Strong backroom key in ensuring Cork hurlers believe, says Kieran Kingston

Anthony Nash hails Patrick Horgan's impending move to top of all-time scoring charts
Strong backroom key in ensuring Cork hurlers believe, says Kieran Kingston

Clare’s Rory Hayes and Diarmuid Ryan with Alan Connolly and Patrick Horgan of Cork. Picture: INPHO/James Crombie

AFTER beginning the Allianz Hurling League with four straight wins, Cork have lost four of their last five matches.

While the Wexford clash at the end of the league could be written off as both sides had qualified for the semi-finals – Cork bounced back with a win over Kilkenny in the last four – defeat in the decider against Waterford was a setback but not one was terminal.

However, that was followed with losses against Limerick and Clare in the first two Munster SHC games and now the team stand on the brink of elimination if they fall to Waterford again tomorrow in Walsh Park.

Confidence in the camp could be low, but manager Kieran Kingston believes that there is enough expertise in the backroom to ensure that that is not an issue.

“These guys are inter-county hurlers,” he says, “that’s what they do, that’s why they play the game.

“We’ve a serious backroom team, between Gary Keegan working with us, Dónal O’Grady, Sully [Diarmuid O’Sullivan], Pat Mulcahy, Noel [Furlong] – they’ve a very strong group behind them, who’ve gone through the good and bad of hurling as coaches, managers and players.

“The sharing of that experience with them is invaluable from those lads. Dónal, as a previous manager, Sully as a player, Pat Mul as a former captain and player and Gary Keegan obviously giving his experience. There’s a lot of good stuff there that they can tap into and we’ve used that quite well.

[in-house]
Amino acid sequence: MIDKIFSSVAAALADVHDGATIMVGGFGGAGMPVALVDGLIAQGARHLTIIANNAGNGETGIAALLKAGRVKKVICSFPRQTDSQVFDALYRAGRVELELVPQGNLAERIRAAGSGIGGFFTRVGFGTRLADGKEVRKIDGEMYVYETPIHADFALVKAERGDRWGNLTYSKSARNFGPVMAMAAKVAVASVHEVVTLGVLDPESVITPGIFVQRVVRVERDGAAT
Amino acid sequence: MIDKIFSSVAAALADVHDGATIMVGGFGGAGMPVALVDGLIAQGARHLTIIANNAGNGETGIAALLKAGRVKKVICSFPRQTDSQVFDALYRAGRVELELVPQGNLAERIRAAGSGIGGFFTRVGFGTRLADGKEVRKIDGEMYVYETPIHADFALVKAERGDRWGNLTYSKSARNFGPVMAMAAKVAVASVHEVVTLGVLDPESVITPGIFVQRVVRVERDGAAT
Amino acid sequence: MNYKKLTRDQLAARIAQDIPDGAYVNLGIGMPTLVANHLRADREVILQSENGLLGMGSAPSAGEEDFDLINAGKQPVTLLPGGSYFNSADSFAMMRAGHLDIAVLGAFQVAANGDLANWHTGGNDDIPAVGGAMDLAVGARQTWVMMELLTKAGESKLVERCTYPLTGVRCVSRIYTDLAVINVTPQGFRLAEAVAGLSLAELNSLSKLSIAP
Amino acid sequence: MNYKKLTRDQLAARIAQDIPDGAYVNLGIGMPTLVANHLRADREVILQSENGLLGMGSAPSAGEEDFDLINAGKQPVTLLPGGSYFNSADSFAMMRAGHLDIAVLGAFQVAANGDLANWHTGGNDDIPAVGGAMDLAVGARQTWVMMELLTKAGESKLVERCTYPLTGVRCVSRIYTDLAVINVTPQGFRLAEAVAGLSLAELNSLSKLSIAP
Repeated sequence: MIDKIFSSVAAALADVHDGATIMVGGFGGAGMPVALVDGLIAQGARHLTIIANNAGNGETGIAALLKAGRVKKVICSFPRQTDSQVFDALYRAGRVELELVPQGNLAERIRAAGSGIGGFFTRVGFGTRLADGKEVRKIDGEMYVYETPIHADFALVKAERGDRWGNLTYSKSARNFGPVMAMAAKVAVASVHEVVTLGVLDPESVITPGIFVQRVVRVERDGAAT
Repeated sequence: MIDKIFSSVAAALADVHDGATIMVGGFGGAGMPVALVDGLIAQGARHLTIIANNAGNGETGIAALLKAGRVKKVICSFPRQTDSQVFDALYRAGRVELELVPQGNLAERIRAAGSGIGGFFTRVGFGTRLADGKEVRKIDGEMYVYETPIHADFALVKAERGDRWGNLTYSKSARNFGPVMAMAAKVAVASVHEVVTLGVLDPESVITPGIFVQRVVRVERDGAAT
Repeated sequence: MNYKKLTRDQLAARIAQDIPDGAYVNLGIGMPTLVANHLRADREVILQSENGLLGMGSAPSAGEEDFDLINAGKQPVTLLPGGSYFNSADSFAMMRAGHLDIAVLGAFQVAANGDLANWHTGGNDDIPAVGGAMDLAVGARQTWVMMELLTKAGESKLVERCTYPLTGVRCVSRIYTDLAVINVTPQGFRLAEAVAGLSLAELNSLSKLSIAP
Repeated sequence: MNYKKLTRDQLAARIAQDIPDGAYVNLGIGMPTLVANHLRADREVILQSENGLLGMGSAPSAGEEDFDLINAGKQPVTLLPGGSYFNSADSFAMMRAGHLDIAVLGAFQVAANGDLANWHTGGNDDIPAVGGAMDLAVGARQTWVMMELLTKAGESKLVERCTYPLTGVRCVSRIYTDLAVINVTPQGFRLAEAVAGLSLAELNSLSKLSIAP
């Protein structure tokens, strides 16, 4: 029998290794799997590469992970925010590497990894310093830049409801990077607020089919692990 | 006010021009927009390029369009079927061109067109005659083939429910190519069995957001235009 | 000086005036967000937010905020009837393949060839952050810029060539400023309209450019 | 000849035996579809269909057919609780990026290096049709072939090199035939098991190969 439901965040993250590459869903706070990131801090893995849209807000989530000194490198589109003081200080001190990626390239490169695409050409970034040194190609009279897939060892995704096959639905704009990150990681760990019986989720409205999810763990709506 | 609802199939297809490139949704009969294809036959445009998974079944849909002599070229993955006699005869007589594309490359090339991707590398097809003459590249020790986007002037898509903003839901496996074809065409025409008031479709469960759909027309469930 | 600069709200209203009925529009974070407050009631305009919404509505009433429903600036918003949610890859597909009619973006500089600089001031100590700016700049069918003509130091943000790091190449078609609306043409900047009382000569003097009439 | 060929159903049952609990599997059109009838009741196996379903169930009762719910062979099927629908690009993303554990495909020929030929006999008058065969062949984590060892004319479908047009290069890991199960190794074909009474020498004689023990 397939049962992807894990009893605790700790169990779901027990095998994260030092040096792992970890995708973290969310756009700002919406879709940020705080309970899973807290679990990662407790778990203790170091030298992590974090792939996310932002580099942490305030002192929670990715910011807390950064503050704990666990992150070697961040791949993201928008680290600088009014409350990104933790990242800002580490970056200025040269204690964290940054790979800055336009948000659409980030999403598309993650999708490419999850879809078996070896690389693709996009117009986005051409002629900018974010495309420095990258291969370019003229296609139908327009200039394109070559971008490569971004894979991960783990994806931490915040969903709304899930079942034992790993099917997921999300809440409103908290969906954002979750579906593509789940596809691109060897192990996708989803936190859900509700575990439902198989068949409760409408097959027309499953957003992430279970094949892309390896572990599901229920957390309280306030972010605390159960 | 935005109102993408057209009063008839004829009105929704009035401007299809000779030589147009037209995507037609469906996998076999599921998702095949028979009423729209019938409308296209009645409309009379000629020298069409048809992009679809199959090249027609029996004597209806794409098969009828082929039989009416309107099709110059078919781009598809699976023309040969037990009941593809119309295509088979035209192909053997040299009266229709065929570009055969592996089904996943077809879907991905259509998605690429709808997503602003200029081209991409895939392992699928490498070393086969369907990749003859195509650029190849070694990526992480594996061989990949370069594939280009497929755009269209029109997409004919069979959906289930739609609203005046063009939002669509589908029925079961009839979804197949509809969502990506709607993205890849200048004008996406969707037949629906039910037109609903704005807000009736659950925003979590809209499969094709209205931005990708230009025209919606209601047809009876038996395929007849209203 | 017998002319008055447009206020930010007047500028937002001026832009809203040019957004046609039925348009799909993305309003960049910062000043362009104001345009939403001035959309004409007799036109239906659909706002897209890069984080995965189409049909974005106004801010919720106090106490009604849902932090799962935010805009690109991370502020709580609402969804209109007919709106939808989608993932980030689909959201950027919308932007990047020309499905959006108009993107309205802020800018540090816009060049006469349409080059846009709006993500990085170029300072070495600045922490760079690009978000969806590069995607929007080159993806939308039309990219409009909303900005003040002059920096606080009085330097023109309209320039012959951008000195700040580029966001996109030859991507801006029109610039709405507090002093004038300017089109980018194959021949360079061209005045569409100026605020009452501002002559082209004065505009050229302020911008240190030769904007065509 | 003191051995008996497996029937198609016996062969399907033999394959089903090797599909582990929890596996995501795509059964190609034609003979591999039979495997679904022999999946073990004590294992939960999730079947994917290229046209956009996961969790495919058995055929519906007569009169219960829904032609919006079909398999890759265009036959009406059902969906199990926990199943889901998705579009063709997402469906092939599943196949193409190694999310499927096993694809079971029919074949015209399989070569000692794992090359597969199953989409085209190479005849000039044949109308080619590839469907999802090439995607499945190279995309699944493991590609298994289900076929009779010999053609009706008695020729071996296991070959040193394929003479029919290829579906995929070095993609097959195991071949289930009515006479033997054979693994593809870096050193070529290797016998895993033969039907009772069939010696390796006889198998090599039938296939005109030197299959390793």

I think lads are in a good place. Obviously, we know that Sunday is a massive game, a massive challenge, it’s a season-defining game in that there ain’t no second chances.

“It’s a big game for both teams – it’s a massive game for Waterford as well, a game they’re expected to win. We know it’s a huge game for us.”

Patrick Curran of Waterford shoots to score his side's first goal in last month's Allianz Hurling League Division 1 final match against Cork in Thurles. Picture: Eóin Noonan/Sportsfile
Patrick Curran of Waterford shoots to score his side's first goal in last month's Allianz Hurling League Division 1 final match against Cork in Thurles. Picture: Eóin Noonan/Sportsfile

If Cork lose, then a significant occurrence might be missed by many – Patrick Horgan needs just one point to move ahead of Joe Canning at the top of the all-time hurling scoring charts. His former team-mate, goalkeeper Anthony Nash, hopes that it’s something that receives due respect.

“I’m not expecting Walsh Park to flood in on top of Hoggy or anything like that but I hope – please God, he’s injury-free and on the field – that a lot will be made of it because it’s an unbelievable achievement,” he said.

“To have the longevity of his career, to have the pressures, to have seasons where we went out early. He’s one of my best friends and I can remember the first time I played against him.

“Duhallow U21s were playing the Glen in Éire Óg and it was my age so he was only 16. Twenty minutes into the game, a Glen forward got injured and it was the worst thing that could have happened to us because this 16-year-old wonderkid jogged onto the field, a fella I had only heard stories about.

“First ball in, he spun it over the corner-back’s head – I’ve never seen anything like it again – and I was almost willing the shot in, he buried it past me in the bottom corner! Since then, I’ve followed his career and I was saying, ‘This guy is going to be a superstar.’ I’m delighted for him and his family that this is going to happen.

“Yes, it’s not the be-all and the end-all, it’s an individual accolade but it’s still fantastic to do what he’s going to do. I hope that people like yourselves and everyone out there make a deal of it because it’s a huge thing for a fella to do.

“He deserves it, he lives hurling. There are so many things spoken about him but I’ve seen him work up close. 

We used to be on the field for an hour and a half before training. I’d be passing my puck-outs out to him and he’d be putting the ball over the bar or taking frees. 

"The reason I used to do that was because he was out there with me.

“The time he puts in – everything in his life is hurling. I saw a picture of him there last year walking around Dingle with his wife and sure he had the hurley in his hand in the hills above Dingle!

“It’s huge for him and, please God, barring an injury, he gets it done this weekend.”

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